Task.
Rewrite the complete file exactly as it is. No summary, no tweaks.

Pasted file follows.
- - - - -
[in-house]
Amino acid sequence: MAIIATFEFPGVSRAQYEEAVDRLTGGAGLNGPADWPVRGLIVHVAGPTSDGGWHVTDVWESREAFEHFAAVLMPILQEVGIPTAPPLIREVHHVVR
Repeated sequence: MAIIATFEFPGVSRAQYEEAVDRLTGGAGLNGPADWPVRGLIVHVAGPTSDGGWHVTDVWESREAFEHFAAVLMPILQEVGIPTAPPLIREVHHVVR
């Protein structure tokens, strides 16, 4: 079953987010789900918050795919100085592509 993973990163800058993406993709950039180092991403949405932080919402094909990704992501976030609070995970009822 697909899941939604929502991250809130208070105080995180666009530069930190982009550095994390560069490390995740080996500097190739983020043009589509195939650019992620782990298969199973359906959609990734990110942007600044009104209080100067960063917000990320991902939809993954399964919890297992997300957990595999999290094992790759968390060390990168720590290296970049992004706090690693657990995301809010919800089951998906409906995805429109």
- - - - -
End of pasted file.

[in-house]
Amino acid sequence: MAIIATFEFPGVSRAQYEEAVDRLTGGAGLNGPADWPVRGLIVHVAGPTSDGGWHVTDVWESREAFEHFAAVLMPILQEVGIPTAPPLIREVHHVVR
Repeated sequence: MAIIATFEFPGVSRAQYEEAVDRLTGGAGLNGPADWPVRGLIVHVAGPTSDGGWHVTDVWESREAFEHFAAVLMPILQEVGIPTAPPLIREVHHVVR
């Protein structure tokens, strides 16, 4: 079953987010789900918050795919100085592509 993973990163800058993406993709950039180092991403949405932080919402094909990704992501976030609070995970009822 697909899941939604929502991250809130208070105080995180666009530069930190982009550095994390560069490390995740080996500097190739983020043009589509195939650019992620782990298969199973359906959609990734990110942007600044009104209080100067960063917000990320991902939809993954399964919890297992997300957990595999999290094992790759968390060390990168720590290296970049992004706090690693657990995301809010919800089951998906409906995805429109």